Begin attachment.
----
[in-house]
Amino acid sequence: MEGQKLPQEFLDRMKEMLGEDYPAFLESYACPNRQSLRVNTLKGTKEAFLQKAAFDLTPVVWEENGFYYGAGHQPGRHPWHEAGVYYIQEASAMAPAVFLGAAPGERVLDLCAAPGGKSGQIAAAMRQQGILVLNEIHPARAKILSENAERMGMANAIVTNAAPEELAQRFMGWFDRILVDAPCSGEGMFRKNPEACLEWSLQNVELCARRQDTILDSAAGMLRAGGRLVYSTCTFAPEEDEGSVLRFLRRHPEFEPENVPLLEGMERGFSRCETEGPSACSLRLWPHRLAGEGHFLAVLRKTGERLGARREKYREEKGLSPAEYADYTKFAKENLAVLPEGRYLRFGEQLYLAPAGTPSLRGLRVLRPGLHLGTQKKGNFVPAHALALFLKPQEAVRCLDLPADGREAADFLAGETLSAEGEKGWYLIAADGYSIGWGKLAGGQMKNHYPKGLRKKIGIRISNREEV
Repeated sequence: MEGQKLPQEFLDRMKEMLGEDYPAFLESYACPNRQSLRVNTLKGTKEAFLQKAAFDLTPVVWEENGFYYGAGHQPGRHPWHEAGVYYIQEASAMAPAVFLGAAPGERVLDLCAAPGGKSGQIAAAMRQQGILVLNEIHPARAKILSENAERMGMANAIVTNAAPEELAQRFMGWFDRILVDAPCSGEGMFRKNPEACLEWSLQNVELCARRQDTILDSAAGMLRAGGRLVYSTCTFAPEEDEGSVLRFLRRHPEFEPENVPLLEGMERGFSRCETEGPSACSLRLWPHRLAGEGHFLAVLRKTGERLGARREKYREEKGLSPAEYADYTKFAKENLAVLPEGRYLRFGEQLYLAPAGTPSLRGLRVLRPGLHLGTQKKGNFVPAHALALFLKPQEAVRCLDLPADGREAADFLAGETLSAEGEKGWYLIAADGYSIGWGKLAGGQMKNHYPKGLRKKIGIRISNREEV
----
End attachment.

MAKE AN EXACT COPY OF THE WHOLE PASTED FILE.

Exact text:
[in-house]
Amino acid sequence: MEGQKLPQEFLDRMKEMLGEDYPAFLESYACPNRQSLRVNTLKGTKEAFLQKAAFDLTPVVWEENGFYYGAGHQPGRHPWHEAGVYYIQEASAMAPAVFLGAAPGERVLDLCAAPGGKSGQIAAAMRQQGILVLNEIHPARAKILSENAERMGMANAIVTNAAPEELAQRFMGWFDRILVDAPCSGEGMFRKNPEACLEWSLQNVELCARRQDTILDSAAGMLRAGGRLVYSTCTFAPEEDEGSVLRFLRRHPEFEPENVPLLEGMERGFSRCETEGPSACSLRLWPHRLAGEGHFLAVLRKTGERLGARREKYREEKGLSPAEYADYTKFAKENLAVLPEGRYLRFGEQLYLAPAGTPSLRGLRVLRPGLHLGTQKKGNFVPAHALALFLKPQEAVRCLDLPADGREAADFLAGETLSAEGEKGWYLIAADGYSIGWGKLAGGQMKNHYPKGLRKKIGIRISNREEV
Repeated sequence: MEGQKLPQEFLDRMKEMLGEDYPAFLESYACPNRQSLRVNTLKGTKEAFLQKAAFDLTPVVWEENGFYYGAGHQPGRHPWHEAGVYYIQEASAMAPAVFLGAAPGERVLDLCAAPGGKSGQIAAAMRQQGILVLNEIHPARAKILSENAERMGMANAIVTNAAPEELAQRFMGWFDRILVDAPCSGEGMFRKNPEACLEWSLQNVELCARRQDTILDSAAGMLRAGGRLVYSTCTFAPEEDEGSVLRFLRRHPEFEPENVPLLEGMERGFSRCETEGPSACSLRLWPHRLAGEGHFLAVLRKTGERLGARREKYREEKGLSPAEYADYTKFAKENLAVLPEGRYLRFGEQLYLAPAGTPSLRGLRVLRPGLHLGTQKKGNFVPAHALALFLKPQEAVRCLDLPADGREAADFLAGETLSAEGEKGWYLIAADGYSIGWGKLAGGQMKNHYPKGLRKKIGIRISNREEV